American Airlines and US Airways Group Inc. reached an agreement with the U.S. Justice Department over the government’s bid to block their merger, clearing the way to a tie-up that would create the world’s biggest carrier.
The airlines must give up 104 flight slots at Washington Ronald Reagan National Airport and 34 at New York’s LaGuardia Airport, along with smaller divestitures at five other airports under the proposed settlement filed Tuesday by the department’s antitrust division in federal court in Washington. The accord positions the carriers to complete their combination in December, bringing American parent AMR Corp. out of bankruptcy.
While Attorney General Eric Holder said the settlement would create “a bigger foothold for low-cost carriers,” the airlines said their goal of $1 billion in savings and new revenue would remain intact.
Absent from the settlement was any requirement to maintain Advantage Fares, a US Airways discount offering that the Justice Department said in its lawsuit would be at risk in the merger. The two carriers served about 15 percent of all outbound passengers at Buffalo Niagara International Airport in September, accounting for about 23 percent of the airport’s flights.
There is little overlap among the routes out of Buffalo serviced by each airline, which means the impact of the merger could have less impact on travelers in Buffalo Niagara than those elsewhere in the country. American Airlines provides service to Chicago, while US Airways, which is based in Tempe, Ariz., flies to Boston, Philadelphia and other major East Coast airports.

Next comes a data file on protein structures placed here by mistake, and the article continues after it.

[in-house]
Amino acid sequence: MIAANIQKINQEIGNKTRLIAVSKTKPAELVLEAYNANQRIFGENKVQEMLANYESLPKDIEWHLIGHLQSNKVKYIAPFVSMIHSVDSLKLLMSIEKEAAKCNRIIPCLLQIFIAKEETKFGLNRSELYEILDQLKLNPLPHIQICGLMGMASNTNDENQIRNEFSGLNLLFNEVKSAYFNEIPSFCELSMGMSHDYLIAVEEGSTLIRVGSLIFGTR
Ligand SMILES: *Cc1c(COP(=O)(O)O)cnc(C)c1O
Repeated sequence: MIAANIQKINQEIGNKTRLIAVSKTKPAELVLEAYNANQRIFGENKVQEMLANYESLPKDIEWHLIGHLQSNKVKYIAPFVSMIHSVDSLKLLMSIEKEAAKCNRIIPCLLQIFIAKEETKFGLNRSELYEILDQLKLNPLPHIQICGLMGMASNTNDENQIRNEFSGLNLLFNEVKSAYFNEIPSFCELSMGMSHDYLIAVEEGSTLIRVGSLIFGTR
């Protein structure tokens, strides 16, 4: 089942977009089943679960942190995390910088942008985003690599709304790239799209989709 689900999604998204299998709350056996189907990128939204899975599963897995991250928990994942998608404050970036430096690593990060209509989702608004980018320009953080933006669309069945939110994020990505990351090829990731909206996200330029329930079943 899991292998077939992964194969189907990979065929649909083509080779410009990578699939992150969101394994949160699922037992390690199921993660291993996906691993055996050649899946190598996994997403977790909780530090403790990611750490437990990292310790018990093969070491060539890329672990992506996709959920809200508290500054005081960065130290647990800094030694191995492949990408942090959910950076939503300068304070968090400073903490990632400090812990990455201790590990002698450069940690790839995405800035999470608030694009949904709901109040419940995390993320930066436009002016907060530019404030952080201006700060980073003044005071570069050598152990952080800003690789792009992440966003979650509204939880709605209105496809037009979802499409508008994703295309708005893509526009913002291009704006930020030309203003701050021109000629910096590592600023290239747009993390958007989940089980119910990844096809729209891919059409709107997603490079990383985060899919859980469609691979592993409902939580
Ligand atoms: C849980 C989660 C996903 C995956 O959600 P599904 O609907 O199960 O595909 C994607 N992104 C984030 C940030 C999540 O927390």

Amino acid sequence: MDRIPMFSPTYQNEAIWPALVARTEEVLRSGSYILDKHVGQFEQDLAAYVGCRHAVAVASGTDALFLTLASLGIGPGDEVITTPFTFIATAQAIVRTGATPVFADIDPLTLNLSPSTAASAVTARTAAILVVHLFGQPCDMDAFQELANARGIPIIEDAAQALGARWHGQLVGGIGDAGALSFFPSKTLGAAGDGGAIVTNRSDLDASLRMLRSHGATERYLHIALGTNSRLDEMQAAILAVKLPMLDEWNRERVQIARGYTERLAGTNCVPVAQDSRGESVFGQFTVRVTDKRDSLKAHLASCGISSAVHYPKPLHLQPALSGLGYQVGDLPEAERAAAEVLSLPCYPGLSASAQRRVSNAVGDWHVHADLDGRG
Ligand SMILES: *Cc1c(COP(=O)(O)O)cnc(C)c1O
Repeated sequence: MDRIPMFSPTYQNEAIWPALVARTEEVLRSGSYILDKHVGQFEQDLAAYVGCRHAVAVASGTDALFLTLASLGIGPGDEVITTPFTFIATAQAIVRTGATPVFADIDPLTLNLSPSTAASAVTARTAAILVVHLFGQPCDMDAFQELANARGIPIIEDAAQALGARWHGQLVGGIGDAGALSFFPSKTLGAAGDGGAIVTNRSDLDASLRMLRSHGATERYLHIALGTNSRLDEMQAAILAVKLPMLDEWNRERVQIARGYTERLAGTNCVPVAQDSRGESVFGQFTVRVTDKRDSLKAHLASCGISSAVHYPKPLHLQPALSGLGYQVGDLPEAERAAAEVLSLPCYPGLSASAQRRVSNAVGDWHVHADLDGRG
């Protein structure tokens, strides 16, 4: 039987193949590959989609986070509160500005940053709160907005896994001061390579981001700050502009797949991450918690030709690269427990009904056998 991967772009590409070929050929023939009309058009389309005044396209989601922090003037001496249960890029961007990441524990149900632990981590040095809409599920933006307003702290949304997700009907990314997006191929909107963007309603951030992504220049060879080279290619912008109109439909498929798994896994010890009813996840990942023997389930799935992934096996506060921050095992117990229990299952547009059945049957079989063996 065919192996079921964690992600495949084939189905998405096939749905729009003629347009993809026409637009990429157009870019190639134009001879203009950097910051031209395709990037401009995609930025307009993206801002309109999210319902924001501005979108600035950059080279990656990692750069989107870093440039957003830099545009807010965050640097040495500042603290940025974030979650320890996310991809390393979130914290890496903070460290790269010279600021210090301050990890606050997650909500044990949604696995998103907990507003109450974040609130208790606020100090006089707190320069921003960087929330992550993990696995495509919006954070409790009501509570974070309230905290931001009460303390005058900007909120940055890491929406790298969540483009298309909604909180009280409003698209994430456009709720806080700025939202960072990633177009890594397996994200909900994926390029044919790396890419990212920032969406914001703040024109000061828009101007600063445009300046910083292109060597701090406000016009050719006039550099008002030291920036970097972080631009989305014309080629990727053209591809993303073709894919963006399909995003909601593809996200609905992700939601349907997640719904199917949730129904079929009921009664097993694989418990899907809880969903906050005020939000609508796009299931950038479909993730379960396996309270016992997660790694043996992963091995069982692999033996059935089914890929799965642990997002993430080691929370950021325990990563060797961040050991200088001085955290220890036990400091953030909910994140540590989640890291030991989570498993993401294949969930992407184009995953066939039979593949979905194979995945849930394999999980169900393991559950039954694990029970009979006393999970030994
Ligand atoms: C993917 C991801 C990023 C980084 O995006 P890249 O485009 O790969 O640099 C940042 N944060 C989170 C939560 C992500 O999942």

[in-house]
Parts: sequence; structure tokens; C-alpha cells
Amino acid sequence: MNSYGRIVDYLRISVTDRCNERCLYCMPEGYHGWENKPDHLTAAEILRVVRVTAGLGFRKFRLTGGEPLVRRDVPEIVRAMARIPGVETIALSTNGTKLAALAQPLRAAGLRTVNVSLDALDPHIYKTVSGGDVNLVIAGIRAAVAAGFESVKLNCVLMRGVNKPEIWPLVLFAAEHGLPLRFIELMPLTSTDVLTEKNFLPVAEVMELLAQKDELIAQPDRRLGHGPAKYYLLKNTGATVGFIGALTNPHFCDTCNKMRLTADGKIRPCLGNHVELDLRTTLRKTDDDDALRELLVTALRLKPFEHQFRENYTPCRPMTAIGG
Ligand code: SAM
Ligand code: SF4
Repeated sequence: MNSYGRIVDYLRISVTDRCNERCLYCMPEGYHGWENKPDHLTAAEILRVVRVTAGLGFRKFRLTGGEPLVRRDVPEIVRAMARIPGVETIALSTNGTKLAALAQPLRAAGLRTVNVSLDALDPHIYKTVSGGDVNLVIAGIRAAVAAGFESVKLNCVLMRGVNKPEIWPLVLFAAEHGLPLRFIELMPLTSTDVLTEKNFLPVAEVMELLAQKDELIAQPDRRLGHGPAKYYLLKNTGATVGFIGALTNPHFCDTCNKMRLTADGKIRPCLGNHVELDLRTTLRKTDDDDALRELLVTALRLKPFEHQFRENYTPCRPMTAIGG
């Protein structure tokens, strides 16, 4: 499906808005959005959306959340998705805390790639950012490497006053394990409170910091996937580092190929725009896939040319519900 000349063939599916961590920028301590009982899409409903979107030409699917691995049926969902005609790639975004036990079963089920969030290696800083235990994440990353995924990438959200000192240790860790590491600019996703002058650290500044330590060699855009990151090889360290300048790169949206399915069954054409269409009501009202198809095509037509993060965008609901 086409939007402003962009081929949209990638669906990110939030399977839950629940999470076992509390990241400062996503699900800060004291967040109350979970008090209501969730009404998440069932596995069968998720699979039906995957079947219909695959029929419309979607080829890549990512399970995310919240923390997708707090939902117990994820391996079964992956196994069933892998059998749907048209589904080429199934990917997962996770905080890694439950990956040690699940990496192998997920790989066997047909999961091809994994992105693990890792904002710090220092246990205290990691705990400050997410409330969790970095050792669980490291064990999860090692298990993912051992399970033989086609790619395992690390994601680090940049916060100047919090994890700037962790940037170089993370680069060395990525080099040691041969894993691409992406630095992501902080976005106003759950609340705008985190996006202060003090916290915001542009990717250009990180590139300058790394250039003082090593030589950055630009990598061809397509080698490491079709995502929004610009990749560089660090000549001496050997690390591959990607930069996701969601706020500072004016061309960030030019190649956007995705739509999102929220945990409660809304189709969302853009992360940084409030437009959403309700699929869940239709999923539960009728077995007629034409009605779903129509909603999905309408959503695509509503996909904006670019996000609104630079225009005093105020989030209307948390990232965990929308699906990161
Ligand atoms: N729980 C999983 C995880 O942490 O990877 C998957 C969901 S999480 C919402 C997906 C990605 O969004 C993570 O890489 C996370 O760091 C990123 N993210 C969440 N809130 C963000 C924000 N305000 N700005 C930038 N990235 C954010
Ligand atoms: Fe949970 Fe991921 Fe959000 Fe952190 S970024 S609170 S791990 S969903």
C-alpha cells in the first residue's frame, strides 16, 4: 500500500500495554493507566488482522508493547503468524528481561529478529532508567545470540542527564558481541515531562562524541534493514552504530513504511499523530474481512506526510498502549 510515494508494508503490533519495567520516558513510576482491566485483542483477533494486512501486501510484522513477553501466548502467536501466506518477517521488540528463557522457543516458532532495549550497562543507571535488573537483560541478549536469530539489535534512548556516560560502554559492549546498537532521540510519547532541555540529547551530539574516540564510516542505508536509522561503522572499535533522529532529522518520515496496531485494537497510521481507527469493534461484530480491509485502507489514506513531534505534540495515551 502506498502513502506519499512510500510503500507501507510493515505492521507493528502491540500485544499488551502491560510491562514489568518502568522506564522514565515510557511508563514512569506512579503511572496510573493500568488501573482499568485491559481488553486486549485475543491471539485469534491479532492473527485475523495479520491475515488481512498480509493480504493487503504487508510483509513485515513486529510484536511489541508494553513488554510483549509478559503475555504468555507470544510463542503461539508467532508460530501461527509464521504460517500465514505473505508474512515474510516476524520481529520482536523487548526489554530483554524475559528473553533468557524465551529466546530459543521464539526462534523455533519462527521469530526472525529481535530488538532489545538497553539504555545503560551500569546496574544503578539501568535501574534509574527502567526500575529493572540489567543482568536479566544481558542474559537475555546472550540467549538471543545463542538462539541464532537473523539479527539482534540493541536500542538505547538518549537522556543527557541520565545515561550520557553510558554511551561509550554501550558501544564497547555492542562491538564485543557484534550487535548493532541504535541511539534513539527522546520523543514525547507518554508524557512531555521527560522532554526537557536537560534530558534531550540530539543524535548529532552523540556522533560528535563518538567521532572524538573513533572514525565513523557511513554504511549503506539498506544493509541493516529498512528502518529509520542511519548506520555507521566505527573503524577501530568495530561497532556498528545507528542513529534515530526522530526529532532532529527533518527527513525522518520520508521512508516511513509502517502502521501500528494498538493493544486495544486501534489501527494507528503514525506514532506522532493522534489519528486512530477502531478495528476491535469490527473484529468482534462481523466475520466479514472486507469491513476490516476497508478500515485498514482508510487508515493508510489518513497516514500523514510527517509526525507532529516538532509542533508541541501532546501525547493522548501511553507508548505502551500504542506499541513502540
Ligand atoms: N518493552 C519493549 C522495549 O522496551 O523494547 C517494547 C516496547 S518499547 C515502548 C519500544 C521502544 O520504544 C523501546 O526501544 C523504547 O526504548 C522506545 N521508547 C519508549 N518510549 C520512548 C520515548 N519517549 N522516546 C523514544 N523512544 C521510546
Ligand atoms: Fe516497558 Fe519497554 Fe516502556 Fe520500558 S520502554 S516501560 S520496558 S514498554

“It’s really premature to see how this thing shakes out,” said C. Douglas Hartmayer, a spokesman for the Niagara Frontier Transportation Authority. “The devil could be in the details.”
Sen. Charles E. Schumer, who has been a proponent of increasing competition among airline providers, vowed to hold US Airways CEO Doug Parker’s feet to the fire to ensure the takeover doesn’t result in an increase in fares or a loss of jobs.
“We cannot let upstate New York fall back on the slippery slope that leads to higher airfares and poorer service,” said Schumer, D-N.Y.
“DOJ saw as they were going through that their case wasn’t nearly as strong as they thought it was when they filed the complaint,” Parker said.
Parker, 52, will become CEO of the combined carrier while AMR’s Tom Horton steps aside. The new airline will retain American’s name and headquarters in Fort Worth, Texas.
US Airways’ Reagan National dominance was among the objections to the merger in the department’s Aug. 13 lawsuit to block the tie-up. AMR and US Airways also agreed to surrender two airport gates at Boston Logan, Los Angeles International, Chicago O’Hare, Dallas Love Field and Miami International.
“This agreement has the potential to shift the landscape of the airline industry,” Holder said. “By guaranteeing a bigger foothold for low-cost carriers at key U.S. airports, this settlement ensures airline passengers will see more competition on nonstop and connecting routes throughout the country.”
The government had said the tie-up would harm consumers by damping competition, while the airlines said a merger was the only way they could compete with United Continental Holdings Inc. and Delta Air Lines Inc., the industry’s biggest carriers.
The combined carrier won’t be allowed to use smaller commuter planes, typically flown by a subsidiary or a partner airline, on flights between Reagan National and any of the top 29 airports.
News Business Reporter Samantha Maziarz Christmann contributed to this report.